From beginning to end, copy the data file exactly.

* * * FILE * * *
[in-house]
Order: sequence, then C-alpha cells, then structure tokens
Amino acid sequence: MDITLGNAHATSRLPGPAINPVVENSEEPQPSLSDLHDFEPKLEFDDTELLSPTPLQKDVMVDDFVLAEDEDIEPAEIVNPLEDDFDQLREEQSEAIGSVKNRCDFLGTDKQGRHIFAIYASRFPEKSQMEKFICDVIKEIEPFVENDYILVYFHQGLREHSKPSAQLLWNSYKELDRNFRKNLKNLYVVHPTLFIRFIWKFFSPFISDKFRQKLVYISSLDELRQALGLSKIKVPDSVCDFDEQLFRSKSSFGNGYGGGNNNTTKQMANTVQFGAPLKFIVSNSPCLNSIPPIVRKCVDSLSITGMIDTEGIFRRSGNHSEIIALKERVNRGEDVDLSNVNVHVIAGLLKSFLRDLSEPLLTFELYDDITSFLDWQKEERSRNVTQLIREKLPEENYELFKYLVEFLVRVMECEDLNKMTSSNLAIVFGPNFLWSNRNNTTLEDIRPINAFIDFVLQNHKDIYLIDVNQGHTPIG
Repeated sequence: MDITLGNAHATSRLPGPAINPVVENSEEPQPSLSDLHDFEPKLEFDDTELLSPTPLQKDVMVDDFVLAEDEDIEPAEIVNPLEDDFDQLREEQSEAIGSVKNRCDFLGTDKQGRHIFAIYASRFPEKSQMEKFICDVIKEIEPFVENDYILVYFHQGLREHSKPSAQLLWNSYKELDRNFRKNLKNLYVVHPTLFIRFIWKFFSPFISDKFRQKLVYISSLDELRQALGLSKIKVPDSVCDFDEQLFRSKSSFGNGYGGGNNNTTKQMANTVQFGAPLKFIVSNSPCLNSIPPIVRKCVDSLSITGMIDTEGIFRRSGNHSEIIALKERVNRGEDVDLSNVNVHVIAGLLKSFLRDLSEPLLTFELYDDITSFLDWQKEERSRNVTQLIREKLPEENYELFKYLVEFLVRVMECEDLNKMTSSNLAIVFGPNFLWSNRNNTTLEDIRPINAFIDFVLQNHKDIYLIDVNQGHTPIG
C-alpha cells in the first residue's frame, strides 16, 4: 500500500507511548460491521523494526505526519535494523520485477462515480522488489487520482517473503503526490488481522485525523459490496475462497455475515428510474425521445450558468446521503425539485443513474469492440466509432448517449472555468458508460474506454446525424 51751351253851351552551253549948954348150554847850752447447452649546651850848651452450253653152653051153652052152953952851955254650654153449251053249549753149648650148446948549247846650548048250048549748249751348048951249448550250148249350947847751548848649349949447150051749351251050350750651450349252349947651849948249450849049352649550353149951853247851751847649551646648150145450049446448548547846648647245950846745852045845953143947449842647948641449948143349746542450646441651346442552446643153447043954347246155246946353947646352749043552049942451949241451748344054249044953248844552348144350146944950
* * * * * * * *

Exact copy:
[in-house]
Order: sequence, then C-alpha cells, then structure tokens
Amino acid sequence: MDITLGNAHATSRLPGPAINPVVENSEEPQPSLSDLHDFEPKLEFDDTELLSPTPLQKDVMVDDFVLAEDEDIEPAEIVNPLEDDFDQLREEQSEAIGSVKNRCDFLGTDKQGRHIFAIYASRFPEKSQMEKFICDVIKEIEPFVENDYILVYFHQGLREHSKPSAQLLWNSYKELDRNFRKNLKNLYVVHPTLFIRFIWKFFSPFISDKFRQKLVYISSLDELRQALGLSKIKVPDSVCDFDEQLFRSKSSFGNGYGGGNNNTTKQMANTVQFGAPLKFIVSNSPCLNSIPPIVRKCVDSLSITGMIDTEGIFRRSGNHSEIIALKERVNRGEDVDLSNVNVHVIAGLLKSFLRDLSEPLLTFELYDDITSFLDWQKEERSRNVTQLIREKLPEENYELFKYLVEFLVRVMECEDLNKMTSSNLAIVFGPNFLWSNRNNTTLEDIRPINAFIDFVLQNHKDIYLIDVNQGHTPIG
Repeated sequence: MDITLGNAHATSRLPGPAINPVVENSEEPQPSLSDLHDFEPKLEFDDTELLSPTPLQKDVMVDDFVLAEDEDIEPAEIVNPLEDDFDQLREEQSEAIGSVKNRCDFLGTDKQGRHIFAIYASRFPEKSQMEKFICDVIKEIEPFVENDYILVYFHQGLREHSKPSAQLLWNSYKELDRNFRKNLKNLYVVHPTLFIRFIWKFFSPFISDKFRQKLVYISSLDELRQALGLSKIKVPDSVCDFDEQLFRSKSSFGNGYGGGNNNTTKQMANTVQFGAPLKFIVSNSPCLNSIPPIVRKCVDSLSITGMIDTEGIFRRSGNHSEIIALKERVNRGEDVDLSNVNVHVIAGLLKSFLRDLSEPLLTFELYDDITSFLDWQKEERSRNVTQLIREKLPEENYELFKYLVEFLVRVMECEDLNKMTSSNLAIVFGPNFLWSNRNNTTLEDIRPINAFIDFVLQNHKDIYLIDVNQGHTPIG
C-alpha cells in the first residue's frame, strides 16, 4: 500500500507511548460491521523494526505526519535494523520485477462515480522488489487520482517473503503526490488481522485525523459490496475462497455475515428510474425521445450558468446521503425539485443513474469492440466509432448517449472555468458508460474506454446525424 51751351253851351552551253549948954348150554847850752447447452649546651850848651452450253653152653051153652052152953952851955254650654153449251053249549753149648650148446948549247846650548048250048549748249751348048951249448550250148249350947847751548848649349949447150051749351251050350750651450349252349947651849948249450849049352649550353149951853247851751847649551646648150145450049446448548547846648647245950846745852045845953143947449842647948641449948143349746542450646441651346442552446643153447043954347246155246946353947646352749043552049942451949241451748344054249044953248844552348144350146944950